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What defines success as a personal trainer?

School Of Personal Training Posted Sep 18, 2013 Future Fit Training

This is a question I often ask fitness professionals and the answers are both varied and insightful. On the face if it, it may seem like an easy question; but it will very much depend on your own perception of what success is, and that in turn is closely tied to your personal goals.

What defines success as a personal trainer?

Which of these markers would you use to measure your success?:

Number of sessions

Being fully booked may be your aim. 25 sessions a week seems to be a common target for a lot of gym-based trainers, although many do far more.

The usual model for most one-to-one trainers is to have perhaps 15-20 clients at any one time who have 1-3 sessions per week. However I once worked with a trainer who had around 60 clients and saw each once a month. Either option can deliver the same level of income but the point is that enough people value your services to keep you busy, which indicates you are doing something right.

Digging a little deeper, we could ask how you become fully booked in the first place. Is a successful personal trainer one who is exceptional at marketing and sales? Undoubtedly this is an important set of skills to have – it’s the entrepreneur mindset that allows many self-employed trainers to build their business, but is this enough?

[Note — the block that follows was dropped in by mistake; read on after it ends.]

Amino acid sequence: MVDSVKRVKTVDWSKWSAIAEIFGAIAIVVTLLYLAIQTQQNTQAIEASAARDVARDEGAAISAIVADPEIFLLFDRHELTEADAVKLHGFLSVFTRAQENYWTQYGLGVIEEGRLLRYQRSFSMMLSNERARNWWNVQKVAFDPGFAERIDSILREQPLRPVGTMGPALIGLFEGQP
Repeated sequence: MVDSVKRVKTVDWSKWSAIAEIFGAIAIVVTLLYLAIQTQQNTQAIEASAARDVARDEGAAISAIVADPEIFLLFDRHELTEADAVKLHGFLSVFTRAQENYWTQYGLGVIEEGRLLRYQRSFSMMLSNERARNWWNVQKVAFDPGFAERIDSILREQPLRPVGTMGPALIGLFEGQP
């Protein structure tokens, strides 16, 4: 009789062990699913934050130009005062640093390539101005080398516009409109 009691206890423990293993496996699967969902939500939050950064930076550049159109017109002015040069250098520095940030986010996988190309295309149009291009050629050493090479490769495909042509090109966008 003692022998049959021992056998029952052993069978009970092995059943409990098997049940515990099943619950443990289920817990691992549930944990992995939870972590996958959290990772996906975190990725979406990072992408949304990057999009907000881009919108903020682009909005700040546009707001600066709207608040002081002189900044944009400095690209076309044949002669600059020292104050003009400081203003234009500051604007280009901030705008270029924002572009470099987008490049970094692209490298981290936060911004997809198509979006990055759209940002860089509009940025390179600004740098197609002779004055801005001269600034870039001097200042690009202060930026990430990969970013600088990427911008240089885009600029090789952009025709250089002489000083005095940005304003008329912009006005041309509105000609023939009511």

You may be doing 30 sessions a week, but if you’re charging £20 a session, a PT charging £45 would earn more doing half as many sessions, so the number of appointments you have may not be the key statistic. So if you’re making a small fortune from your PT business, does that mean success?


Many trainers will tell stories of clients that have worked with them for 10 years or more. Having loyal clients that clearly demonstrates success in terms of repeat business and suggests clients believe your product is valuable and beneficial. Whether or not this defines you as a successful personal trainer though, could be dependant on what your target market and product is. There are some schools of thought that say your role as a trainer is to enable clients to become self-motivated to achieve their goals and the faster you can do that the better. Whilst there will certainly be some exceptions (many clients simply enjoy exercising with a trainer) if you work with a weight loss client who hasn’t achieved their goal in 10 years some questions should be asked by one of you!


Ultimately then, there needs to be substance behind good marketing, packed diaries and a healthy bank account. Ask a client what makes a successful personal trainer and their answer should be ‘results’. We are paid to help people achieve long-lasting change in their lifestyles in order to transform bodies and minds.

Surely success should be measured by our ability to empower clients to reach their goals? What if you could genuinely state that 100% of your clients achieved the goals you had agreed with them? Would that make you successful?

What are your markers for success?
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